Benjamin fig (Ficus benjamina)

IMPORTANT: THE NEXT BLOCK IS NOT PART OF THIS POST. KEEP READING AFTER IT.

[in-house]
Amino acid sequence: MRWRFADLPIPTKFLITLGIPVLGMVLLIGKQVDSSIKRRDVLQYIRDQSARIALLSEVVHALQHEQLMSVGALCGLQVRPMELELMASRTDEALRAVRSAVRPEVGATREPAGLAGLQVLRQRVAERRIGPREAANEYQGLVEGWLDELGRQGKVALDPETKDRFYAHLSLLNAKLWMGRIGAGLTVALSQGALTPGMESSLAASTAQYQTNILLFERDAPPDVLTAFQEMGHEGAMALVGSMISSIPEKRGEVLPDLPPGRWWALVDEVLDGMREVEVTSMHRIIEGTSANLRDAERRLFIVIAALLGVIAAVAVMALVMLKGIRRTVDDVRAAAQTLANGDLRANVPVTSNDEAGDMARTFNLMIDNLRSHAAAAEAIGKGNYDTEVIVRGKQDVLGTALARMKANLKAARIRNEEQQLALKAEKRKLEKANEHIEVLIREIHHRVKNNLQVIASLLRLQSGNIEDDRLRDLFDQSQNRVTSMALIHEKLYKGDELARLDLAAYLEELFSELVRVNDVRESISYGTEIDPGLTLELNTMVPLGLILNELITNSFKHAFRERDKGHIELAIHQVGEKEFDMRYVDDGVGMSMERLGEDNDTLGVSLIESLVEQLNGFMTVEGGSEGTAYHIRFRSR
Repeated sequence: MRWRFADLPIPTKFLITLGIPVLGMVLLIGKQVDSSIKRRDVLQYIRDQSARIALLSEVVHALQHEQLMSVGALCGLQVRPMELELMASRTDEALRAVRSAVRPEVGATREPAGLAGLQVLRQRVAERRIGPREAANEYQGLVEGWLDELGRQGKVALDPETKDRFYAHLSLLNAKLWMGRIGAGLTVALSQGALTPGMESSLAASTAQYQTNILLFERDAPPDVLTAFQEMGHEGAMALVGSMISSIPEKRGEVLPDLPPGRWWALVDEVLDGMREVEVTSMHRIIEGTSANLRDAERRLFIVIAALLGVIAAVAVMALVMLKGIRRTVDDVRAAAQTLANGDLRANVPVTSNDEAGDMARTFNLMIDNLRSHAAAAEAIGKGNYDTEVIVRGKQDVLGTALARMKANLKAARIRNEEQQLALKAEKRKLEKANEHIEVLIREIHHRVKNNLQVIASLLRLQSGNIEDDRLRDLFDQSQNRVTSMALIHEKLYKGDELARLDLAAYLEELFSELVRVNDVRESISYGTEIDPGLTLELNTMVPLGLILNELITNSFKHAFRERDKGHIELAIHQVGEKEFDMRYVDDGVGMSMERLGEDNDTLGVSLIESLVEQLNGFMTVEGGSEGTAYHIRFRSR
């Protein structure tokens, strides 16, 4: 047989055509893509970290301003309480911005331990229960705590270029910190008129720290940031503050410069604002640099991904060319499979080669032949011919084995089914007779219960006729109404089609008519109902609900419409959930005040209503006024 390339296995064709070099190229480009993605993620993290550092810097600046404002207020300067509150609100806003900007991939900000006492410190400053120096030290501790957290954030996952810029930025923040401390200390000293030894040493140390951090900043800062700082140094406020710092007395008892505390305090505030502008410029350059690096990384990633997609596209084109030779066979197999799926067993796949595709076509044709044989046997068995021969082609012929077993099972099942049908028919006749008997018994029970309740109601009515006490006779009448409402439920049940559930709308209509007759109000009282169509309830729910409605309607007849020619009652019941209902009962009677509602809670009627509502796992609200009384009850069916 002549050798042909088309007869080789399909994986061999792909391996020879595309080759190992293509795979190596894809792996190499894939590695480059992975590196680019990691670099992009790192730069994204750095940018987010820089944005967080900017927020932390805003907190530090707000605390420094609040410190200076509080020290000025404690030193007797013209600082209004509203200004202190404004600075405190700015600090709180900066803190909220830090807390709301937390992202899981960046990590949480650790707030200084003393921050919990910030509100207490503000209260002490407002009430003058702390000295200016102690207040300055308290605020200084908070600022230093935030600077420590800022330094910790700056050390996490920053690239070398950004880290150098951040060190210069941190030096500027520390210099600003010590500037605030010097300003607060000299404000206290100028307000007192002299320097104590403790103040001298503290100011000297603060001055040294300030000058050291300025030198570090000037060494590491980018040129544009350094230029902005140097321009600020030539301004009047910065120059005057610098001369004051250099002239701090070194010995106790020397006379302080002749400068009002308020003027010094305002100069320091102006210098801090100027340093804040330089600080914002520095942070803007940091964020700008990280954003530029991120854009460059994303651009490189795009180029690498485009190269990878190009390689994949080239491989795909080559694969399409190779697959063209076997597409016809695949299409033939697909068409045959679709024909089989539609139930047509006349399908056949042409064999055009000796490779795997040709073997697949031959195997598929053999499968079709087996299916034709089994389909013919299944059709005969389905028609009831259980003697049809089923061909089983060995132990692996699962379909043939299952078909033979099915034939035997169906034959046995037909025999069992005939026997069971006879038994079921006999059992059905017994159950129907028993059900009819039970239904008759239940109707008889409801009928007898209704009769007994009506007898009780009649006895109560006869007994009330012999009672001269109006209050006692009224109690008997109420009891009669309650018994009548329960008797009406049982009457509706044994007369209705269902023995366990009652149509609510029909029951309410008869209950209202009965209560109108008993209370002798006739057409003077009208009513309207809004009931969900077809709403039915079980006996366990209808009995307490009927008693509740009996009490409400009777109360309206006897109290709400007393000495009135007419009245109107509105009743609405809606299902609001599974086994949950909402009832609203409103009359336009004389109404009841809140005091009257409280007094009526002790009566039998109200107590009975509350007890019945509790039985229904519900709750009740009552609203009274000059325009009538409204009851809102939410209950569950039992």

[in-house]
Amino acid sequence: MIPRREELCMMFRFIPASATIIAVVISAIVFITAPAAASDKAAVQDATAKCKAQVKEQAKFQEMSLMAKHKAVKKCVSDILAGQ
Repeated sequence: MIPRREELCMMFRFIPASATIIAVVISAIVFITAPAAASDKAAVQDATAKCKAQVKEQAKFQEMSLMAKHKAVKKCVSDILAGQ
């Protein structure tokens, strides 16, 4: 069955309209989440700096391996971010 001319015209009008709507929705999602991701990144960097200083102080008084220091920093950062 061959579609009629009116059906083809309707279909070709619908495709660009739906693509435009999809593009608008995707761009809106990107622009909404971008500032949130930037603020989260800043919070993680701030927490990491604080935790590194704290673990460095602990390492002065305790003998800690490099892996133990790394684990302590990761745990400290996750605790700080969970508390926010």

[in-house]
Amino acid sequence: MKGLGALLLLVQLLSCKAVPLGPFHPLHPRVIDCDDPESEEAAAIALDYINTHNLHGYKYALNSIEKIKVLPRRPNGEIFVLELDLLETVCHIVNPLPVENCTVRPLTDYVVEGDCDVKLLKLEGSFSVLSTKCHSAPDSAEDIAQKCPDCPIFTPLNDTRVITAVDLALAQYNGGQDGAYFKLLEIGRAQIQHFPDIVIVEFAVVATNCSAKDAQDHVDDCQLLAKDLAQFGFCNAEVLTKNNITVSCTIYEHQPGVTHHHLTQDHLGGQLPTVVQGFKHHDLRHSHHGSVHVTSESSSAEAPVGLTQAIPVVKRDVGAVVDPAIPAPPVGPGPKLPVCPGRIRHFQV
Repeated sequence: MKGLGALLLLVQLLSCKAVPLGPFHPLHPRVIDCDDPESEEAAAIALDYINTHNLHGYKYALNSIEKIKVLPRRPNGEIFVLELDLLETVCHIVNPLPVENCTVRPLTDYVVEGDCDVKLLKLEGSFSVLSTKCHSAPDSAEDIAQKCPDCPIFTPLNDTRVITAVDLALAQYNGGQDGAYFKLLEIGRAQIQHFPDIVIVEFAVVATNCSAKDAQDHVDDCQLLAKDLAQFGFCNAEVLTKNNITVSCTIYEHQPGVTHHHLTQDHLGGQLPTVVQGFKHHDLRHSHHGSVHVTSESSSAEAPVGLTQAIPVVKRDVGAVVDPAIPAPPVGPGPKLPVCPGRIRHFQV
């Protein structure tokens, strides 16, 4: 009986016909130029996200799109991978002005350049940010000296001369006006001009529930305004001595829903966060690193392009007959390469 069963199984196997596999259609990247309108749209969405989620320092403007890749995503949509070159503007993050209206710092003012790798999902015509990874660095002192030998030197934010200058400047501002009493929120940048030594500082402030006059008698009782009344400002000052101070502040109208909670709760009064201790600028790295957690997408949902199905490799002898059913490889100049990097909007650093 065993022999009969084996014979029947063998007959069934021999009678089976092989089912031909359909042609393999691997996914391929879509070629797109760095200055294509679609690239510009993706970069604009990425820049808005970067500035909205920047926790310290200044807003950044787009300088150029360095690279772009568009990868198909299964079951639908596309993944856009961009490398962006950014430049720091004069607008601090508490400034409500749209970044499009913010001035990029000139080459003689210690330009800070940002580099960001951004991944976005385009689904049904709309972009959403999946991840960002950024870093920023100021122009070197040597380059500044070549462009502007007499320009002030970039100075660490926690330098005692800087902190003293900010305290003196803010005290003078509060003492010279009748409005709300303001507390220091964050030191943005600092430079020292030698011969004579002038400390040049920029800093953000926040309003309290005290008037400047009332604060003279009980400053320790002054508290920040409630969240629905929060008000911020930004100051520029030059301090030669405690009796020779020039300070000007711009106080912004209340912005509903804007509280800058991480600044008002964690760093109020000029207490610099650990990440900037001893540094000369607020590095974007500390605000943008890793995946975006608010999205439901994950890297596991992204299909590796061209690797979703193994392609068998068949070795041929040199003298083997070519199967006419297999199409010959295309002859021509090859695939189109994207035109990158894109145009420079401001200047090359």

Ficus benjamina, commonly known as weeping fig, benjamin fig or Ficus tree, and often sold in stores as just ficus, is a species of flowering plant in the family Moraceae, native to Asia and Australia. It is the official tree of Bangkok. The species is also naturalized in the West Indies and in the States of Florida and Arizona in the United States. Ficus benjamina is a tree reaching 30 metres (98 ft) tall in natural conditions, with gracefully drooping branchlets and glossy leaves 6-13 cm (2-5 in), oval with an acuminate tip. In its native range, its small fruit are favored by some birds, such as the superb fruit dove, wompoo fruit dove, pink-spotted fruit dove, ornate fruit dove, orange-bellied fruit dove, Torresian imperial pigeon, purple-tailed imperial pigeon (Frith et al. 1976). The plant is a major source of indoor allergens, ranking as the third most common cause of indoor allergies after dust and pets. Common allergy symptoms include rhinoconjunctivitis and allergic asthma. Ficus plants can be of particular concern to latex allergy sufferers due to the latex in the ficus plant, and should not be kept in the environment of latex allergy sufferers. In extreme cases, ficus sap exposure can cause anaphylactic shock in latex allergy sufferers. Allergy to ficus plants develops over time and from exposure. The allergy was first observed in occupational settings amongst workers who regularly handled the plants. A study of workers at four plant-leasing firms showed that 27% of the workers had developed antibodies in response to exposure to the plants.